Normal social functioning depends on the ability to efficiently and accurately detect when someone’s facial expression changes to convey positive or negative emotion. While observer mood state has been shown to influence emotion recognition, how variations in normal mood might influence sensitivity to the dynamic emergence of expressions has not yet been addressed. To investigate this, we modified an existing face morphing paradigm in which a central face gradually changes from neutral to expressive (angry, sad, happy, surprised). Our sample comprised healthy young adults and current mood state was measured using the PANAS-X. Participants pressed a key as soon as they (1) noticed a physical change in expression (‘perceptual sensitivity’ – novel task element), and (2) could clearly conceptualise which expression was emerging (‘conceptual sensitivity’). A final unspeeded response required participants to explicitly label the expression as a measure of recognition accuracy. We measured the percent morph (expression intensity) at which a perceptual and conceptual change was detected, where greater intensity equates to poorer sensitivity. Increased positive mood reduced perceptual and conceptual sensitivity to angry and sad expressions only (a mood incongruency effect). Of particular interest, increased negative mood decreased conceptual sensitivity for all expressions, but had limited impact on perceptual sensitivity. Thus, heightened negative mood is particularly detrimental for effectively decoding someone else’s mood change. This may reflect greater introspection and consumption of attentional resources directed towards the negative self, leaving fewer resources to process emotional signals conveyed by others. This could have important consequences for human social interaction.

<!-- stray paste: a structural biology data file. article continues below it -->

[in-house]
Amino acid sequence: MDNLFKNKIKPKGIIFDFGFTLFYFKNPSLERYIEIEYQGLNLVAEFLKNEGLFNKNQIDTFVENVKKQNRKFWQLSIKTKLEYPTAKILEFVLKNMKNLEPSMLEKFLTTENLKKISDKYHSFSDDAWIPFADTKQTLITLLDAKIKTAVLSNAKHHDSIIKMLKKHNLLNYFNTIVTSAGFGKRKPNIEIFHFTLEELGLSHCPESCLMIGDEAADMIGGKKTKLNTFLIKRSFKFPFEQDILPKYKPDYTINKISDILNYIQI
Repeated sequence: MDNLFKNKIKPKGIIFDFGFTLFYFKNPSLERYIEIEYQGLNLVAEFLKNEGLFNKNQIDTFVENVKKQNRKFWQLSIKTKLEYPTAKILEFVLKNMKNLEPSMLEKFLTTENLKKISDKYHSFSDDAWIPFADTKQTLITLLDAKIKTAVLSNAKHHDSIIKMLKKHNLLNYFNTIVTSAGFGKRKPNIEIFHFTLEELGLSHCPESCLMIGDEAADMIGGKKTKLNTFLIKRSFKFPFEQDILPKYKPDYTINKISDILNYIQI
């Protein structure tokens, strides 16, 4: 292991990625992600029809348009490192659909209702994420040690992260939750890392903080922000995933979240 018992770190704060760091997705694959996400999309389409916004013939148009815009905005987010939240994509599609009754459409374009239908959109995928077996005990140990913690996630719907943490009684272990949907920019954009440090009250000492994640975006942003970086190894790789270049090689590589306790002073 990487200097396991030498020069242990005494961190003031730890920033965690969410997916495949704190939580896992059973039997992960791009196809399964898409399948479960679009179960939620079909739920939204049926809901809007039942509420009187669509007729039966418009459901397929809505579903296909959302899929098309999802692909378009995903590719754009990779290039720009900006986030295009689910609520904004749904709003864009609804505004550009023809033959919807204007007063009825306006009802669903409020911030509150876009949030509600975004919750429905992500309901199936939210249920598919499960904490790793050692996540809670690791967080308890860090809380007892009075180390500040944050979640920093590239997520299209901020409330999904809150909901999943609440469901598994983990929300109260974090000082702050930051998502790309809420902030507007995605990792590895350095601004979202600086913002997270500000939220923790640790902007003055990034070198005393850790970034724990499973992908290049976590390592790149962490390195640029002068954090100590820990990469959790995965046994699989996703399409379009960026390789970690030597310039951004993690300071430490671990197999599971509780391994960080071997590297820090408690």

- expression change
- face morph task